If you’re like most parents, you do everything you can to make sure your pre-teen or teen has a happy, healthy future. Unfortunately, sometimes young people are tempted to try alcohol before they turn 21, or experiment with drugs. Not only can this behavior harm a growing body and brain, it can lead to failure in school, and in life.

This website has been created to help educate parents and kids about the dangers of underage drinking and the use of drugs, from marijuana and methamphetamines, to prescription and over-the-counter drugs. You’ll also find information about resources in Weld County that can help you and your family in many ways.

High School Graduation: Celebrate, But Keep It Safe

It’s that time of year, with high school graduation ceremonies happening across Weld County and Colorado. It’s an exciting time for graduating seniors, their families and friends as they gather to celebrate the end of one chapter and the beginning of the next.

Don’t Serve Teens Alcohol At Graduation Parties

Are you planning a graduation party for a teen? Are you planning on serving alcohol at the celebration and think it’s just a rite of passage for teens to drink a little? While many adults feel this way, it’s still against the law for anyone under age 21 to drink alcohol, and if you serve it, you could be arrested or even held financially liable if someone is injured because of alcohol being served to a minor.

  1. If your teen is attending a graduation party, make sure you talk with the party hosts and let them know it’s not acceptable for them to serve alcohol to your teen.
  2. Don’t serve alcohol to teens at your home. Even if you don’t know about it, or haven’t provided the alcohol, you could be arrested for it.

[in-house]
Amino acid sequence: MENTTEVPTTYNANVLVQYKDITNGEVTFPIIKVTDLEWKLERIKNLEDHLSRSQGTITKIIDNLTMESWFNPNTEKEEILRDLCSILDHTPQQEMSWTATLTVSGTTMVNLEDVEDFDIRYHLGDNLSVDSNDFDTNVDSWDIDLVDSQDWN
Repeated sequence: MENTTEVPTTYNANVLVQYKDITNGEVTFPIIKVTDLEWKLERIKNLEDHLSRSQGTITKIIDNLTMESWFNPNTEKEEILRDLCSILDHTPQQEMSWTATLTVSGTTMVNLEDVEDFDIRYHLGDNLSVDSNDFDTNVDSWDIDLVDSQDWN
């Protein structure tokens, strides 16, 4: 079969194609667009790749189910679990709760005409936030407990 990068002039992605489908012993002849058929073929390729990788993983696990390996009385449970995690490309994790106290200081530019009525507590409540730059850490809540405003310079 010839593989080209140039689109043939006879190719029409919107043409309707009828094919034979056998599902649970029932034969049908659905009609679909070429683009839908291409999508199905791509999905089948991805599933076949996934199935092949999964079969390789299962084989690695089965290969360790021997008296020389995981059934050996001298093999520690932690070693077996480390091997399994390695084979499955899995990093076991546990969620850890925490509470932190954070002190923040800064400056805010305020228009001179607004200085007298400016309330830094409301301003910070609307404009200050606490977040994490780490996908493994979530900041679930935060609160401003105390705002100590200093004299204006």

3. If teens drink alcohol or use marijuana at a party, they can be arrested. If convicted, it is on their permanent record. They also can never have a career in law enforcement, aviation or some healthcare professions.
  4. Teens who drink or use drugs are more likely to be sexually assaulted—even by those they know and trust.
  5. If your teen use marijuana or alcohol and drives, they could get a DUI. The average cost of a DUI is more than $10,000.
  6. Teens are more likely to make poor choices when they drink or do drugs, like get behind the wheel of a car or ride with someone who has been drinking.
  7. Have a conversation with your teen about your expectations, rules and consequences if they drink alcohol or use drugs.

Let’s keep our teens safe during graduation season. They have a lot of exciting things ahead of them, and you want that future to be bright.



Talk to your kids about the dangers of alcohol and drugs





This edition features:

“Make Prom Night One to Remember”

You’ll also find parenting tips, information about underage drinking and drug use and great ideas to help your kids make healthy life choices. You’ll also hear from law enforcement, educators and concerned parents like you.

Click here for the latest edition.


*Stats courtesy of Drug Abuse.gov
12th graders who used marijuana in the past month
12th graders now use marijuana every day
The amount of THC in marijuana has increased over the past few decades



  • The potency of marijuana has more than tripled in the U.S. since the 1990s.
  • In the Netherlands, marijuana’s THC levels are regulated to be 15% or less. In Colorado, the average potency is 17.1 percent in flowers/buds and the average potency in concentrates is 62.1%
  • Colorado ranks first in the nation for the use of marijuana by youth ages 12+.
  • Research now shows marijuana is harmful to developing brains of adolescents, which may result in psychotic symptoms, schizophrenia, drug addiction and lower IQs.
  • The rise of high-potency marijuana has coincided with increases in hospitalizations and poison center calls in Colorado.
  • A major study published in Lancet Psychiatry Journal found that youth using marijuana daily had a 60% higher chance of never completing high school.
  • The same study found that kids who begin using marijuana before the age of 17 are 7 times more likely to commit suicide than those who don’t.
  • In Colorado, one of three high school seniors report using marijuana before they were 15.
  • Young people who use marijuana regularly are more likely to have memory issues, difficulty learning and lower math and reading scores.
  • Marijuana is addictive. It’s harder to stop using marijuana if you start at a young age.


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